Textual analysis of social media posts finds users' anxiety and suicide-risk levels are rising, among other negative trends.
A new study pushes back on psychiatry industry talking points.
- Australian researchers note a link between rising antidepressant usage and rising suicide rates in youth.
- Their research pushes back on psychiatry talking points that SSRIs decrease suicide risk.
- The top method for self-harm and suicide in younger age groups is overdosing antidepressants.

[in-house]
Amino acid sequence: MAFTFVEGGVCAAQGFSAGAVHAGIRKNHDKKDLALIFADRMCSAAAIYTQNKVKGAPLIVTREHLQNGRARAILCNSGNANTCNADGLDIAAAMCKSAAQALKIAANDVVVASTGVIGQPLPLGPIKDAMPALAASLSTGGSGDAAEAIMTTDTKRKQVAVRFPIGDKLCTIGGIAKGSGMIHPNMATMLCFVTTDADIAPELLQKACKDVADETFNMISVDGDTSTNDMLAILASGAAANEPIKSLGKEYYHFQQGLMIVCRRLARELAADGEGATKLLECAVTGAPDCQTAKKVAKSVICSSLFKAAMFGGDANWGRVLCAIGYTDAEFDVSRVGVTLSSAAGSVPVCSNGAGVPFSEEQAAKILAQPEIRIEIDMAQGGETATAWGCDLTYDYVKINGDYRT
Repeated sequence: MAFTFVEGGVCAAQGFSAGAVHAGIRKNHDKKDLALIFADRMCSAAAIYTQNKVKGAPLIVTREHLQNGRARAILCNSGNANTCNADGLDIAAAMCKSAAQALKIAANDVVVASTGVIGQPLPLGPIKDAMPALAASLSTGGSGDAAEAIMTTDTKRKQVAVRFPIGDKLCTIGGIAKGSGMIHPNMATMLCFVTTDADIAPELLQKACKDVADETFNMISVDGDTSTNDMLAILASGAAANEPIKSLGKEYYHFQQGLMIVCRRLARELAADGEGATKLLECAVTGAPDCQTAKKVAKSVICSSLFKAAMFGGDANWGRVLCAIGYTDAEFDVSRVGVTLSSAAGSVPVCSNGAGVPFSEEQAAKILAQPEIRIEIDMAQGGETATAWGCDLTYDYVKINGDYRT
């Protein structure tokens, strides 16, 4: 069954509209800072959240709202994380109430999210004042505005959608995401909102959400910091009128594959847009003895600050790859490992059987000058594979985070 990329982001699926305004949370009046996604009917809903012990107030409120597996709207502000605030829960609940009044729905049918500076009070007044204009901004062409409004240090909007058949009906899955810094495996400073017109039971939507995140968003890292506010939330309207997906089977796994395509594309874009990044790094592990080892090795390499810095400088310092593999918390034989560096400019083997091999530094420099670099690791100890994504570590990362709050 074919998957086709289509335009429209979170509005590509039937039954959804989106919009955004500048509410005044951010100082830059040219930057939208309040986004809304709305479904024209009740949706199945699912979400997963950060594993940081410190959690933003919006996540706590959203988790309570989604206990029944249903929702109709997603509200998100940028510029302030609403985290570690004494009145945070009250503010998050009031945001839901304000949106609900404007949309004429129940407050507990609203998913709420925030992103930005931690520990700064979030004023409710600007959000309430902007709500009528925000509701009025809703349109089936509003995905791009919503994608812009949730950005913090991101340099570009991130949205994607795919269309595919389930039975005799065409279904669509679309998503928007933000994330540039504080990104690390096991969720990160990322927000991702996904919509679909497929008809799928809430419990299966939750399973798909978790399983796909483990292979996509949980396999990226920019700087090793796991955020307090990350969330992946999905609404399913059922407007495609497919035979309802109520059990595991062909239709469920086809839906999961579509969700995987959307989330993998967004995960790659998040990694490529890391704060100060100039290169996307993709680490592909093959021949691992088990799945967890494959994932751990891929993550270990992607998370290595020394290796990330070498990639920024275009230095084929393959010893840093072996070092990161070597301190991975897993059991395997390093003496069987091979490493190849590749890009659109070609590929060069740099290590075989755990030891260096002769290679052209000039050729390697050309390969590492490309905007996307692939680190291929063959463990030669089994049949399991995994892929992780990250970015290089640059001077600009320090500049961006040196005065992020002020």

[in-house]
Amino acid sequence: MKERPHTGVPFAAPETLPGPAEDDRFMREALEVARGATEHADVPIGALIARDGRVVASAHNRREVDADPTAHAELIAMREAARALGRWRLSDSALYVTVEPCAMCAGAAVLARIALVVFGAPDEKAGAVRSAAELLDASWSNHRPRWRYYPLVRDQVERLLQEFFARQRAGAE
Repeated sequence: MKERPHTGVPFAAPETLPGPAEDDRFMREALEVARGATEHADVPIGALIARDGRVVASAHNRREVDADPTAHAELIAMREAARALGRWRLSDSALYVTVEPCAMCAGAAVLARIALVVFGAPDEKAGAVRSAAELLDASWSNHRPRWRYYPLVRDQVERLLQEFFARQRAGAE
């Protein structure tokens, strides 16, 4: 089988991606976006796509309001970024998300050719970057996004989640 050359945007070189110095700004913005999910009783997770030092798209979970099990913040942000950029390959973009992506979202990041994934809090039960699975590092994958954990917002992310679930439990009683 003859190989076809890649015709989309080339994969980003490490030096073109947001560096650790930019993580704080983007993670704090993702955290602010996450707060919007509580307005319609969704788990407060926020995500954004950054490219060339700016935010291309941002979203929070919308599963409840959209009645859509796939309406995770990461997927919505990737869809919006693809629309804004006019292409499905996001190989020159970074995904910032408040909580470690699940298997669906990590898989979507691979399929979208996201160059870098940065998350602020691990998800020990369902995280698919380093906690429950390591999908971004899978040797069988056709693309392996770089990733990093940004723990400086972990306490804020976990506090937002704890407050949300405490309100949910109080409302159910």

Antidepressants Can Cause Suicide and Homicide — Peter Gotzsche, M.D.<span style="display:block;position:relative;padding-top:56.25%;" class="rm-shortcode" data-rm-shortcode-id="12a2ec455763e071d5fba7d9422d22b2"><iframe type="lazy-iframe" data-runner-src="https://www.youtube.com/embed/oIxcMIBhHS4?rel=0" width="100%" height="auto" frameborder="0" scrolling="no" style="position:absolute;top:0;left:0;width:100%;height:100%;"></iframe></span><p>Australia, which ranks second in the world in per-capita consumers of antidepressants among <a href="https://www.oecd.org/about/" target="_blank">OECD countries</a>, has never been provided the same safeguards as America—and the efficacy of America's safety measures are questionable at best. The FDA first issued that block box warning in 2004, updating it to reflect adults under age 25 three years later. In 2005, the Australian Therapeutic Goods Administration (TGA) required leaflets be included in antidepressant packages to reflect the risk of suicidal ideation.</p><p>The researchers write that the data put forward by psychiatrists and mental health organizations was misleading. Much like the industry ran with Rusk's assertion, many professionals cite a 2007 <a href="https://ajp.psychiatryonline.org/doi/full/10.1176/appi.ajp.2007.07030454" target="_blank">ecological study</a> by Robert D. Gibbons that incorrectly associates SSRI usage with a decreased risk of suicide among U.S. youth. This misreading is the basis of the narrative of minimized harm.</p><p>The data tells another story. The researchers point out that between 2008-2018, prescriptions for antidepressant (predominantly SSRIs) increased by 66 percent in the 0-27 year age group, while suicide rates increased by 49 percent in a similar age group (0-24 years). Between the years of 2006-2016, there was a 98 percent increase in intentional poisonings in New South Wales and Victoria. An overlap emerges: the most common method of attempted self-harm and suicide is prescription antidepressants. </p><p style="margin-left: 20px;">"There is clear evidence that more young Australians are taking antidepressants, and more young Australians are killing themselves and self-harming, often by intentionally overdosing on the very substances that are supposed to help them."</p><p>The researchers note that the FDA has long been criticized for not offering more non-pharmacological treatments. The cost of psychotherapy is prohibitive for many in the U.S. health care system. The reflex action of the medical establishment is to write a script. When one pill doesn't work or loses efficacy, it's usually replaced by another pill or added to an ever-growing pharmacological cocktail. Some people take four to six (or more) drugs to manage mental distress, each one countering the side effects of the other. </p>